Reveille is the official mascot of Texas A&M University. She is the highest ranking member of the Corps of Cadets, and she is a Five-Star General. Reveille I came to Texas A&M in January 1931. A group of cadets hit a small black and white dog on their way back from Navasota. They picked up the dog and brought her back to school so they could care for her. The next morning, when "Reveille" was blown by a bugler, she started barking. She was named after this morning wakeup call. The following football season she was named the official mascot when she led the band onto the field during their half-time performance. When Reveille I died on January 18, 1944, she was given a formal military funeral on the gridiron of Kyle Field. She was then buried at the north entrance to the field, as all Reveilles are, facing the scoreboard so that she can always watch the Aggies outscore their opponent. Before naming Reveille II, there were several other unofficial mascot, such as Tripod, Spot, and Ranger. It was not until a later Reveille that she was a full-blood Collie. The most current Reveille is Reveille VII and was inducted in 2001.
Reveille is the most revered dog on campus. Company E-2 has the privilege of taking care of Reveille. If she is sleeping on a cadet's bed, that cadet must sleep on the floor. Cadets address Reveille as "Miss Rev, m'am." If she is in class and barks while the professor is teaching, the class is to be immediately dismissed. Reveille is a highly cherished mascot and receives only the best.
GEORGE BUSH PRESIDENTIAL LIBRARY
The George Bush Presidential Library and Museum is also a research institution, totally integrated into the academic environment of Texas A&M University.
The Bush Library's collections include 38,000,000 pages of official and personal papers, 1,000,000 photographs, 2,500 hours of videotape, and 70,000 museum objects. These rich primary sources document George Bush's distinguished public career as congressman, Ambassador to the United Nations, Chief of the U.S. Liaison Office in China, Chairman of the Republican National Committee, Director of the Central Intelligence Agency, Vice-President, and President. Included in the Museum's exhibits are items ranging from a 1925 film of George Bush's first steps in Kennebunkport, Maine, to records and memorabilia from his tenure as the 41st President of the United States.
The Museum also contains a special section is dedicated to former First Lady Barbara Bush and a classroom designed specifically for students from kindergarten through high school.
Operated by the National Archives and Records Administration (NARA), the George Bush Presidential Library and Museum is the tenth Presidential Library in the United States. The library is located on the Texas A&M University campus in College Station, Texas.
BRYAN CITY CEMETERY
The Bryan City Cemetery was established with the purchase
of 20 acres of land for $100 from J.C. Hubert, in what was then the northern
outskirts of the City of Bryan.
acreage was purchased from time to time until at present the original tract
has increased to 48 acres, all enclosed in cyclone and wrought iron fencing.
1945, Mr. D. Mike donated 1.08 acres which provided complete frontage on Texas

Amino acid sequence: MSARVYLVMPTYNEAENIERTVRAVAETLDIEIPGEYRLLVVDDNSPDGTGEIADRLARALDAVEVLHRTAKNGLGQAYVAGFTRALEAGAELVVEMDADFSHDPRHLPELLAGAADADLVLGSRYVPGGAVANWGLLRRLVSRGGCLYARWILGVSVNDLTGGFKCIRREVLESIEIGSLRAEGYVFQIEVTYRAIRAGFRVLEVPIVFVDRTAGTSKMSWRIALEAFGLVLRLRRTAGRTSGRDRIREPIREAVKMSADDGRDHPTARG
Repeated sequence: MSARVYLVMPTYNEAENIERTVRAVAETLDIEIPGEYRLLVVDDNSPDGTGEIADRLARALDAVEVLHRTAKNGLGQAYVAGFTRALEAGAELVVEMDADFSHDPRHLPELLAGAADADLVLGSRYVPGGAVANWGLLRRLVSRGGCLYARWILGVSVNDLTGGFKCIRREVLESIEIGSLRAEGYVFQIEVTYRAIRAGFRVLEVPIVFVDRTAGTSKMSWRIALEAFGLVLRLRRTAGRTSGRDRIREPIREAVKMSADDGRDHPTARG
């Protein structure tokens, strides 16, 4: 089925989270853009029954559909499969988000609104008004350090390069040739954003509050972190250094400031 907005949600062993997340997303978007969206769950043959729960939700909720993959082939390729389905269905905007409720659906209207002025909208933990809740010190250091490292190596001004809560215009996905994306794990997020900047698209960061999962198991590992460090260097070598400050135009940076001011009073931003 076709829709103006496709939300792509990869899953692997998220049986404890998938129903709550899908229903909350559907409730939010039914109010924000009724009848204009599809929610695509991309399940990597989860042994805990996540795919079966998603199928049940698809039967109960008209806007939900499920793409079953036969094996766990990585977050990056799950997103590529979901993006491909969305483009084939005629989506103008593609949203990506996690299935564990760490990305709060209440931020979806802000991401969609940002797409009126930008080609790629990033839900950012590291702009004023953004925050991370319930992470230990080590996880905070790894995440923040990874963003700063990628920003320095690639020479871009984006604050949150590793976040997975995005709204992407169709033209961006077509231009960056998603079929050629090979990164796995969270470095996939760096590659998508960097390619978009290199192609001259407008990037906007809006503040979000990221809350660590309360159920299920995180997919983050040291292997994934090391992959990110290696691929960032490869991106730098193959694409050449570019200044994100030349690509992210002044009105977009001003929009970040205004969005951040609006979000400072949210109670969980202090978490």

Avenue. This, with the original tract, seemed adequate for our cemetery needs
for many years ahead. However, looking still further into the future, the City
purchased an additional 18.5 acres from the American Legion Post 159. 9.807
acres of this property was purchased for $10 through George E. Kristynik,
Commander and its Adjutant, James F. Aldredge.
In 1947 a space was set aside for the low-cost burial of infants under five years
of age. This was appropriately named Babyland. The original tract of 250 infant
grave spaces has been exhausted, but another of similar size behind the
monument is in use and additional plots will be opened as needed. The $50,000
Myrtie Astin Memorial Chapel was donated by the late E.H. Astin in memory of his
wife in 1950.
On December 12, 1975, the Cemetery came under the operation of the Director
of Parks and Recreation. In 1980, it was maintained by a 5-man crew and
encompassed 48 acres. On July 2, 1990 the City Council authorized $2,000 for a contract
with Garrett Engineering for the platting and master plan for a 2.5 acre area of
the City Cemetery for use as the Cemetery Mausoleum Section Plat. The funds
were donated by Don Adam. Buchanan/Soil Mechanics, Inc. provided engineering
and surveying services for the project. On Aug. 22, 1995 the City Council
authorized the purchase of additional property for Oakwood Cemetery. The
cemetery is under the supervision of the City Sexton. Currently, the grounds are
groomed by four full time employees.
The address of the Bryan City Cemetery is 1111 N Texas Avenue in Bryan.
This photograph shows the restored downtown district of Bryan.
The Edwin James Jenkins home was built in 1893 by Bryan builder Charlie Jenkins (brother of Edwin James Jenkins).
E.J. Jenkins was an Englishman who settled in Bryan in 1878 and operated a drugstore in downtown Bryan for over 50 years. He also served as Mayor and a City Councilman. The classic Queen Anne style home features a domed tower and wraparound veranda.
This beautiful Bryan home was built in 1902 for Widow Onah (Ward) Astin (d. 1944), the wife of cotton planter James H. Astin who died in 1897.
This two-and-one-half story brick Georgian Revival style home was built in 1925 for the family of Bryan merchant Eugene Edge (1879-1954) and his wife Cora Zulch (d. 1939).
Eugene Edge Home, constructed in 1901-02 by builder Charles Jenkins,is a Queen Anne style residence with a two-story wraparound porch. The front porch, with columns and a triangular pediment over the entryway, portrays elements of the Colonial Revival style of architecture. Eugene Edge was an early day Bryan businessman.
Ursuline Academy, built in 1901, provided a traditional curriculum for girls, as well as sports and music, and they maintained a large farm. The Catholic sisters of Ursuline Academy worked closely with St. Joseph's Catholic Church and School, where they also taught. Villa Maria Ursuline Academy closed in 1929.